Light Work presents “Bundles of Wood,” a solo exhibition by Italian photographer Nicola Lo Calzo, which documents the rich local history of the Underground Railroad in Central New York. Since 2010, Lo Calzo has traversed Atlantic coastal areas to research…
ARC Students’ Award-Winning Design to Model Future Green Development in China
Three architecture M.S. students in Assistant Professor Fei Wang’s fall 2015 “Low-Carbon City” studio have won second-place—and a $30,000 prize—in the international competition sponsored by the Shenzhen Institute of Building Research (IBR) for design of Shenzhen, China’s Future Low-Carbon Building and Community Innovation Experimental Center (Future Center). IBR has also recently decided to use the team’s WESPACE (WEAVING+SPACE) design proposal for actual construction of the new Future Center, and views this model as a bellwether for future low-carbon modernization in underdeveloped industrial sites in cities across China.
“At first I was shocked … but then, I wasn’t. I really believed it was possible,” says Wang. He used the design challenges set forth by IBR as the foundation of his studio and encouraged his students not to feel intimidated by the high level of competition they’d face from professional architects. “I told my students that being in an academic setting gives them opportunity to explore with no boundaries. I wanted them to believe that they could achieve great things.”
In the end, Jee Yeon Han (B.Arch ’15, MS ’16), Wen-Chieh Chang (MS ’16) and Seungah Sally Lee (B.Arch ’15, MS ’16) were the only architecture students among the competition jurors’ short list of competition finalists. At the conclusion of an earlier phase of the competition, three of Wang’s students had won honorable mention, and the studio became more confident in its architectural design capabilities. The second-place final win that followed brought tremendous validation and satisfaction. “I didn’t expect the award at all,” says Lee. “It means a lot since it was my first competition. I still cannot believe it.”
“It’s very exciting,” says Dean Michael Speaks, “and while this win is sure to open doors for the student designers, the efforts of the entire studio further the anticipation of possibilities put forth by the M.S. program’s new Design|Energy|Futures concentration, officially launching in fall 2016.”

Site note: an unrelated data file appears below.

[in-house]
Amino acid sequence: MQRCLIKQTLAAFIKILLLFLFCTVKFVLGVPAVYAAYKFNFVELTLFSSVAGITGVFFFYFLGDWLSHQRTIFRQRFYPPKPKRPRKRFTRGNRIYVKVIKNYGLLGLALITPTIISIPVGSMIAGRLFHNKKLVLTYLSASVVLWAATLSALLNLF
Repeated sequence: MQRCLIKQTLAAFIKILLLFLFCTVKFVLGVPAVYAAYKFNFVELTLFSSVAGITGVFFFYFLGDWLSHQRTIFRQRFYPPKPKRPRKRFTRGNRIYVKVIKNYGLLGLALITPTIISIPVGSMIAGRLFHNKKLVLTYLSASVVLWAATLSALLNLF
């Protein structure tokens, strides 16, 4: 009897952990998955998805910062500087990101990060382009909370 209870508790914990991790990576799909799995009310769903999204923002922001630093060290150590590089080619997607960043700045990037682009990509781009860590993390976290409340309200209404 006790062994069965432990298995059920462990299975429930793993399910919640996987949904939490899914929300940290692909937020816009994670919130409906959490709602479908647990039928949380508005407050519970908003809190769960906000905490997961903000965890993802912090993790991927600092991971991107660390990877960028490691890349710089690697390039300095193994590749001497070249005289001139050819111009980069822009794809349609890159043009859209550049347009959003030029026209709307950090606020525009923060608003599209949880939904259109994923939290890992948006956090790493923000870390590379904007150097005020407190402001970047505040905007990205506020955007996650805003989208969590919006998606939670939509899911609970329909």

The city of Shenzhen was established in 1979 by China’s central government and the Guangdong provincial government as a new economic zone that would extend two hours beyond Hong Kong, along the opposite shore of the Pearl River. Since that time the city has grown from a fishing village with a population of 20,000 to a global hub for design and technology, with a population of 18 million. In 2012, the Shenzhen International Low Carbon City was created in the Pingdi subdistrict—the most underdeveloped area of Shenzhen and typical of many cities undergoing industrialization—as a flagship project of the EU-China Urbanization Partnership, with the intent of exploring explore sustainable improvements.
In summer 2015, IBR—a national high tech and key cultural enterprise—purchased an 11,037-square-meter parcel of land as the site for the new Future Center. From that point it launched the international competition to solicit progressive proposals in areas of technology and design to inform its direction.
IBR decided to construct the Future Center using WESPACE because it presents architecture in a changeable and shareable form. The students’ design proposes an economic scaleable modular approach, integrating a wide range of low-carbon features. In addition, it weaves together public and private spaces, allowing for flexible multiuse programming ranging from residential to business to recreational.
- Building units are modular in design, each 9’ x 9’ x 9’, the most efficient system for living and working.
- Modular construction minimizes use of natural resources.
- The modules allow for maximum efficiency in mechanical systems.
- The proposal meets the >100 percent green ratio requirement by including plantings in vertical, rooftop and ground surfaces.
- The flexible design allows for greenery and microclimate zones within various modules.
- The design includes a variety of open spaces, helping air flow freely.
- The choice of soft material used for the building’s façade has a filtering quality to improve air quality and moisture control.
- The design is easily adaptable for projects at a full range of scales in density.
It is expected that IBR will continue to purchase parcels of land in Low Carbon City, and Wang hopes to continue to challenge his M.S. students with the possibilities of future development of these sites. Spurred by the program’s recent success, students and faculty from the school will attend the 2016 International Low Carbon Conference in Shenzhen in June and remain engaged on a global scale in sustainability issues that affect cities.